While the blue half of Birmingham is spending every waking moment calling for their banished England-striker to be restored to the international side, the other half is watching their own favourite son try to salvage something from the wreckage that has been the last eight months.
It is that long since the eyes of the world focused on Darius Vassell, as he cut a tearful figure having just skied the decisive kick of England's Euro 2004 penalty shoot-out, putting it deep into the Lisbon night.
He returned from Portugal, seemingly the only man that didn't consider what happened to him a nightmare, then took his place in the Villa side that started the current campaign with a barnstorming 2-0 victory over Southampton.
He scored the sort of poacher's goal that suggested he would finally become the 20 goal-a-season man David O'Leary craves but the optimism waned and was finally extinguished in late October when he broke his ankle in a Premiership match with Fulham.
Apart from a 30-minute reserve-team cameo last month, which resulted in the decision to undergo keyhole ankle surgery and a regression in his rehabilitation, he has not been seen since.
While Emile Heskey has been skittling top-flight defenders out of the way in the cause of Birmingham City, the only sight of Vassell has been on the club calendar.
Nevertheless, the 24-yearold, still burning with ambition, continued his comeback in the lonely surroundings of the Bescot Stadium last night.
Like a precious jewel incongruously perched on a Christmas cracker party hat, he adorned the Villa reserve team and looked every inch, all 67 of them, a class apart.
He didn't score in Villa's 2-1 victory over Bolton Wanderers Reserves. Stefan Moore and Stuart Bridges did that and there was nothing spectacular, just a solid 90 minutes proving that he finally has more than a tentative toe on the comeback trail.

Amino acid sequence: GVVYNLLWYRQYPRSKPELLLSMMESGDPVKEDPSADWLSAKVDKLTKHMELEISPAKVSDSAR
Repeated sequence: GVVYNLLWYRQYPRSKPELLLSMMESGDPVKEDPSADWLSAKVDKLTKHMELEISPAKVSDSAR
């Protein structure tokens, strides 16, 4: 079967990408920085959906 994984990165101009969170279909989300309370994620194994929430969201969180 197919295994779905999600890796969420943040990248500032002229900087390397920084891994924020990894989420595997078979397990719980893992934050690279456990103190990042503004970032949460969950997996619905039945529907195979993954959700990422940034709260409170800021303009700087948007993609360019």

The evening passed with a series of audible sighs, mostly the relieved kind whenever anyone or anything went near Delicate Darius.
The first came before kickoff when he was successfully removed from the cotton-wool casket in which he is kept these days. The second came as he completed the ludicrously-named warm-up, after which his hamstrings must have been as tight as guy-ropes in a gale. He even managed to sign a couple of autographs with the spectre of writer's cramp peering over his shoulder.
It took him ten minutes to get into the game and when he did it was to ride a couple of inquisitive challenges and lay-off the ball to a teammate. He scampered away as another sigh was released.
He didn't really see much meaningful action for the first-half, other than a few
scurries down the channels, but every member of a young Bolton side clearly knew who he was and stood off him with a reverence born out of the fear of embarrassment.
His second 45 minutes was a little more fruitful.
Midway through the period he gathered possession in midfield, spread play to the right wing and raced to the edge of the penalty area to hook a shot, under pressure, just wide of the Bolton goal.
The assembled eyes, a sight fewer than the 65,000 who watched the quarterfinal with Portugal, didn't follow the ball, they looked on - concerned - as he scooped himself off the turf.
With five minutes to go, he showed the pace that is his trademark to race away from a tiring visiting defence to close in on goal. Unfortunately, as he drew Andy Oakes in the Wanderers goal, his chip drifted past the same upright.
Not quite Vintage Vassell. Yet, although the fairy tale goal didn't come, Vassell moved one step closer to a happy ending and, who knows, a potential reunion with Emile Heskey when Birmingham City and Aston villa meet for the second derby of the season on March 20.